Meltdown and Spectre Processor Vulnerabilities: What Do You Need to Know?

Tuesday, 09 January 2018 15:17

Despite all forecasts in cyber security for 2018., nobody could forseen that this year is going to start with one of the biggest security oversights ever. Recently all leading security vendors started rolling out patches addressing design flaws in processor chips that security researchers named Meltdown and Spectre.

Vulnerabilities mentioned above are targeting specific computers' processors, in a way that they abuse optimizational techniques of data processing.

Modern processors are designed to perform “speculative execution.” This means it can “speculate” the functions that are expected to run, and by queuing these speculations in advance, they can process data more efficiently and execute applications/software faster. It’s an industry technique used to optimize processor performance. However, this technique permits access to normally isolated data, possibly allowing an attacker to send an exploit that can access the data.

EMC is providing you more information about these vulnerabilities, and ways to address them properly.


Meltdown, designated as CVE-2017-5754, can enable hackers to gain privileged access to parts of a computer’s memory used by an application/program and the operating system (OS). Meltdown affects Intel processors.

Spectre, designated as CVE-2017-5753 and CVE-2017-5715, can allow attackers to steal information leaked in the kernel/cached files or data stored in the memory of running programs, such as credentials (passwords, login keys, etc.). Spectre reportedly affects processors from Intel, Advanced Micro Devices (AMD), and Advanced RISC Machine (ARM).

While Meltdown is related to the way privileges can be escalated, and Spectre entails access to sensitive data that may be stored on the application’s memory space, impact is very powerful.


Desktops, laptops, and smartphones running on vulnerable processors can be exposed to unauthorized access and information theft. Cloud-computing, virtual environments, multiuser servers—also used in data centers and enterprise environments—running these processors are also impacted.

Intel and Google reported they have not yet seen attacks actively exploiting these vulnerabilities so far. After vulnerabilities are discovered, all leading software vendors are constantly working to make patches to protect their users.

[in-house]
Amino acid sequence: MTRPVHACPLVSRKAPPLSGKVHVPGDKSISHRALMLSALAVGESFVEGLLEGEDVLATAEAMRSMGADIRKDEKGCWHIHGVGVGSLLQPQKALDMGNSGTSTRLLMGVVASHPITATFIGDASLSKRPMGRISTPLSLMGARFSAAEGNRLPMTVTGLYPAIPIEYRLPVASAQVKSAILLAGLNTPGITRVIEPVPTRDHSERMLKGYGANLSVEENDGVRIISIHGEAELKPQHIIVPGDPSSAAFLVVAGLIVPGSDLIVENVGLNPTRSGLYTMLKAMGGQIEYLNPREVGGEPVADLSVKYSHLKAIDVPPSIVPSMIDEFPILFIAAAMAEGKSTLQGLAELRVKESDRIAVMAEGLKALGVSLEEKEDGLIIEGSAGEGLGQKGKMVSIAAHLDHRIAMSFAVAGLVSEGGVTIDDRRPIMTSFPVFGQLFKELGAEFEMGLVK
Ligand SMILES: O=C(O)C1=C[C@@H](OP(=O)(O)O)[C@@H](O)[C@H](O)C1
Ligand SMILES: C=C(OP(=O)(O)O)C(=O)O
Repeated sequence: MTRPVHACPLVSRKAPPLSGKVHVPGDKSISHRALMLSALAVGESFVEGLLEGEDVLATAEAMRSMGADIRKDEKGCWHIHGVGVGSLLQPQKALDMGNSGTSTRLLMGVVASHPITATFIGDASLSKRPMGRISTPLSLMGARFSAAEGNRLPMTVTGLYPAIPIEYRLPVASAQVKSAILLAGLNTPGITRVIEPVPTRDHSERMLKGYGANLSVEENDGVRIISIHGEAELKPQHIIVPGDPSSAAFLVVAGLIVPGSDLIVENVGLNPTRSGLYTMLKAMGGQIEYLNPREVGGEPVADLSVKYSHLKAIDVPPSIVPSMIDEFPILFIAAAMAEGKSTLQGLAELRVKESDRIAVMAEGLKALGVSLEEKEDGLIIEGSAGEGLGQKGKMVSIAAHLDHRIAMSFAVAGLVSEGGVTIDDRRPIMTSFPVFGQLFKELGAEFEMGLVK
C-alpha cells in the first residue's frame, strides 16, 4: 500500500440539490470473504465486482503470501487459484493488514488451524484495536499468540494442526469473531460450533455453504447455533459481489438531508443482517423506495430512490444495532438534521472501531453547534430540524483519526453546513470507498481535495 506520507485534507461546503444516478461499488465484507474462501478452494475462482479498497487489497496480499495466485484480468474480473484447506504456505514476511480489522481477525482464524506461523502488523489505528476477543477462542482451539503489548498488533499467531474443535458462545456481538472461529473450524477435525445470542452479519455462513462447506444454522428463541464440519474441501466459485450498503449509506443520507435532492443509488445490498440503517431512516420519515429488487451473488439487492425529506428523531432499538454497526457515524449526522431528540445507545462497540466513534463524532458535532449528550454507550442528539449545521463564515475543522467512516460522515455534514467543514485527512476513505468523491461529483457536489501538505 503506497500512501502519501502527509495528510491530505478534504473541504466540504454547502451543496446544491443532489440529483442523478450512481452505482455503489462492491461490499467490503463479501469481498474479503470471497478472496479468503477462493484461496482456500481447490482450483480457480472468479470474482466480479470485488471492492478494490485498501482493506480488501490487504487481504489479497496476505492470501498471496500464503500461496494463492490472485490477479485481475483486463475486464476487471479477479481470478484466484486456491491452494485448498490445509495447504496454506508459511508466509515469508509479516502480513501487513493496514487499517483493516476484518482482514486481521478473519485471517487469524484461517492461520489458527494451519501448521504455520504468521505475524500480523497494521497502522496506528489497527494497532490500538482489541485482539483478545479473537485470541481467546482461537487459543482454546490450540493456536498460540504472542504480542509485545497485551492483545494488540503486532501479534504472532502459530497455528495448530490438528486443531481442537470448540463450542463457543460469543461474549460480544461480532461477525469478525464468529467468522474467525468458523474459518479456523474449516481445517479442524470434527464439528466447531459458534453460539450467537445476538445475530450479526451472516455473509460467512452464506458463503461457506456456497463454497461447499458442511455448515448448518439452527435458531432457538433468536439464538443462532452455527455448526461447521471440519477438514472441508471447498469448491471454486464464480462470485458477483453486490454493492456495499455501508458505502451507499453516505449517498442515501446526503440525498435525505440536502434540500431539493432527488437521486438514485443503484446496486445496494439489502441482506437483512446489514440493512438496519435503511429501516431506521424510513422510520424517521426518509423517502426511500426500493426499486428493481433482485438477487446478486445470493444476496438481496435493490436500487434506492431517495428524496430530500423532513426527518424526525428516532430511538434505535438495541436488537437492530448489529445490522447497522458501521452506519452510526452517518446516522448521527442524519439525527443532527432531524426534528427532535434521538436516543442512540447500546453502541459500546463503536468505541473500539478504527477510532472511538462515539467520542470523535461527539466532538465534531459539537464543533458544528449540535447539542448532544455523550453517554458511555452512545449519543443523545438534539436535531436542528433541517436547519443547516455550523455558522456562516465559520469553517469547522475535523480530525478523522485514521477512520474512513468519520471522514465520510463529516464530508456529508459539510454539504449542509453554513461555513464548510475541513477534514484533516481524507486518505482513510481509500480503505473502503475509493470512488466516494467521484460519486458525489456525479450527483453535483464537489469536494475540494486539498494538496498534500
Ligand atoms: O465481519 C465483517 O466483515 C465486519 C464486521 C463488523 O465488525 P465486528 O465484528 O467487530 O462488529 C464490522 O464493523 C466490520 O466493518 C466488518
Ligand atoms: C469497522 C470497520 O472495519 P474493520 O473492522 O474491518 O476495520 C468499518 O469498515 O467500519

Microsoft has already made certain patches and proposals for protecting Windows 10 computers from this vulnerability, but first, it is neccessary to check compatibility of new update with installed antivirus program, and add new registration key following the published manual so the patch would be available in case of automatic updating.

Google has also published security patch Android which covers updates that can limit exploits additionally, which can be used by Meltdown and Specter. Apple's MacOS is fixed in version 10.13.2, while the 64-bit ARM kernels are also updated.

VMware has also published its own recommendations.

Mozilla, whose team confirmed there were vulnerabilities on this web browser, fixed the problem with Firefox 57.

Many security vendors are also trying to protect their users from potential exploits who could use these vulnerabilities, but also be compatible with constant updates of operating systems with the most recent security patches.

Trend Micro, as one of the leading security vendors, detects the proof-of-concept exploits targeting Spectre (CVE-2017-5753) as TROJ64_CVE20175753.POC. Trend Micro TippingPoint customers are protected from threats that may exploit the vulnerabilities via these MainlineDV filters: 30191. Also, Trend Micro security solutions are compatible with the most recent security updates of Windows operating systems.

EMC team, with 10-years long experience of IT infrastructure is on your disposal for any additional information and advices for protecting your organization from potential attacks, so feel free to contact us any time!